Nedbank CIB believes that climate change is one of the defining systemic issues of the 21st century and encourages younger generations to engage with their communities, public sector entities and service providers about opportunities to address the Sustainable Development Goals through partnerships and collaboration. Simply put, we are all jointly responsible for alleviating the risk of climate change for current and future generations.

“The aim is to play a leading role in addressing climate change in ways that are sensitive to the local context, which includes climate vulnerability, development imperatives and structural economic challenges.”

Loren Shapiro | mg.co.za
Andrew Johnstone, 57

Andrew Johnstone, 57

Director and chief executive
Climate Fund Managers

Andrew Johnstone is the managing director and chief executive of Climate Fund Managers, an innovative organisation facilitating climate investing through blended finance. His work involves directing investment into projects that contribute purposefully to the battle against climate change, and build infrastructure as a means to mitigate the effects of climate change.

According to Johnstone, we are losing the battle every day and it is too late to maintain the world in its current status. However, he believes we can still make a difference and that it is not too late to sustain humankind.

“We are on an exponential trajectory that is compounded. Time is critical,” he says.

The world is continually in a state of flux and the key is coming to terms with how we change with it. Climate change is a force that is much greater than ourselves and under which we have no choice but to adapt.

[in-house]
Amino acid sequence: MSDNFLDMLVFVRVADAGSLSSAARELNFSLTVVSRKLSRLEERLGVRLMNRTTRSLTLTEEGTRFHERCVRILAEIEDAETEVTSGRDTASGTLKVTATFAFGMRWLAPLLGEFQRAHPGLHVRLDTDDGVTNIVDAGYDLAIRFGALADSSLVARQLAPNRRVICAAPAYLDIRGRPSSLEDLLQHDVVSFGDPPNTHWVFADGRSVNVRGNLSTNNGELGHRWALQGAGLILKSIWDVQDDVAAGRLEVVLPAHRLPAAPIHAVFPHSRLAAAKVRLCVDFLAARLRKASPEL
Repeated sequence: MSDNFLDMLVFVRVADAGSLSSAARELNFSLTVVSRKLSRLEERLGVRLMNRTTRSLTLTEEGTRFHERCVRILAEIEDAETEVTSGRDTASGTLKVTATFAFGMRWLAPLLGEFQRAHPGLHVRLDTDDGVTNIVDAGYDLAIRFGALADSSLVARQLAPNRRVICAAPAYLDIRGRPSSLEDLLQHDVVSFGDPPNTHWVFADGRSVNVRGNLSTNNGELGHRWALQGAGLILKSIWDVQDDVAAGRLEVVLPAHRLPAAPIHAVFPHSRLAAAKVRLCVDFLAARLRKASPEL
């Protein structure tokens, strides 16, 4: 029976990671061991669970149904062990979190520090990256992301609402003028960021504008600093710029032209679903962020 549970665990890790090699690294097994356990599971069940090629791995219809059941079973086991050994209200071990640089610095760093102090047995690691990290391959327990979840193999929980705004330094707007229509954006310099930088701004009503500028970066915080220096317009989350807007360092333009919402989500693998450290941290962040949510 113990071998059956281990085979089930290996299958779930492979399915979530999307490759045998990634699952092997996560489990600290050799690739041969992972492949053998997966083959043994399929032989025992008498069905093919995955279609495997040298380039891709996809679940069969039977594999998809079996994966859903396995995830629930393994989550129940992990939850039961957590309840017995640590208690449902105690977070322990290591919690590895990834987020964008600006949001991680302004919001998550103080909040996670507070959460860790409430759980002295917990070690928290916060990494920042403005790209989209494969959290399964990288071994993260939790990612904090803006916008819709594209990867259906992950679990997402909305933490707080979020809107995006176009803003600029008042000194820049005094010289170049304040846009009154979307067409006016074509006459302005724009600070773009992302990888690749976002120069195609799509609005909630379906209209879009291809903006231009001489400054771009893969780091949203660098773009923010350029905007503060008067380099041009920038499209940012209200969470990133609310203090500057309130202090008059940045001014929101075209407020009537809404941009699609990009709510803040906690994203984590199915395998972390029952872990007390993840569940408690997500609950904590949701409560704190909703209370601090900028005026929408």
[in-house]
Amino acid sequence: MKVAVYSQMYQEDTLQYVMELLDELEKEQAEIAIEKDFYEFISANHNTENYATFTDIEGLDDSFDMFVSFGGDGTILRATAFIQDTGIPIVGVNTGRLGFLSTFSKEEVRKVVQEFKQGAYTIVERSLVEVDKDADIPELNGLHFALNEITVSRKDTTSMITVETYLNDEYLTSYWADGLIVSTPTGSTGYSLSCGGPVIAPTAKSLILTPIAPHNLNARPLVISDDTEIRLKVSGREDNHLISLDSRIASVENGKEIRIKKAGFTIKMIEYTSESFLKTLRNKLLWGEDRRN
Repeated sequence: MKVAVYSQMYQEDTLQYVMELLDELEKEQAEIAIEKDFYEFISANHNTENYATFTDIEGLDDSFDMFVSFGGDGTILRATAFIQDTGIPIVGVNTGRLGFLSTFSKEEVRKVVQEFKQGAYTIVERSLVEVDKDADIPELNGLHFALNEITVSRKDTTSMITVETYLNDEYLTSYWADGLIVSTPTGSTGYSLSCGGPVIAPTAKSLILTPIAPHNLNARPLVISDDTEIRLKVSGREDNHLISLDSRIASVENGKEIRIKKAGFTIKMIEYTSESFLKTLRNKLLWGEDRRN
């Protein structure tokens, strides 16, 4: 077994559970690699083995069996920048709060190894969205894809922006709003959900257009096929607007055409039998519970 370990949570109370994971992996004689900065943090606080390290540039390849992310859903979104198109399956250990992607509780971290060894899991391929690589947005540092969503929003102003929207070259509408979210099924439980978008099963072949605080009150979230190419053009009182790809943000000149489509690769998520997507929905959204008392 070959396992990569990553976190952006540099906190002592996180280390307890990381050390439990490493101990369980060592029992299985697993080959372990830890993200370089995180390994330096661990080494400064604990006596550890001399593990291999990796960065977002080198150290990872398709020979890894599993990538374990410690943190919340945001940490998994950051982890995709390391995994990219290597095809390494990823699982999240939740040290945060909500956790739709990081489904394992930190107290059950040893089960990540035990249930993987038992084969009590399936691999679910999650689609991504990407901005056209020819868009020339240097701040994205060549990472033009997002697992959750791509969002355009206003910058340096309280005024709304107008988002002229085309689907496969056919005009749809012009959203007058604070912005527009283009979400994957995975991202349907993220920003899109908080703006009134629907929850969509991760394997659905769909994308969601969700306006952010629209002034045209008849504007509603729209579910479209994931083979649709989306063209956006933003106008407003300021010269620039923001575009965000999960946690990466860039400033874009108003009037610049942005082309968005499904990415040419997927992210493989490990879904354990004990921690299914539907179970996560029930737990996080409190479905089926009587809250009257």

“We can no longer mitigate it; we have to adapt to the consequences. In the past, we had the ability to mitigate consequences by avoiding them. Climate change is now beyond our control.”

According to Johnstone, we live on and interact with our planet through an incremental system based on consumption. The world has learned to operate to a scale that accommodates seven billion people. “In order to sustain humanity, we now need to find a way in which we consume differently, either in the form of less or in the form of different, sustainable consumption,” says Johnstone.

“We are moving into a world that is profoundly different to the one in which we live now.”

 

“Ultimately, one wants to be involved with things that are real and that one feels one can make a difference in. That resonance of fundamental purpose is the reason I get up every morning.”

Carol Chamberlain | mg.co.za
Jack Radmore, 31

Jack Radmore, 31

Energy and climate finance programme manager
GreenCape

Jack Radmore is passionate about the green economy and uncompromising in his aim to provide energy to those who need it most.

A master’s degree in economics and sustainable development led to his current role as the energy programme manager at GreenCape — an organisation that drives the widespread adoption of economically viable green economy solutions from the Western Cape, with hopes of expanding throughout the developing world in the next five years.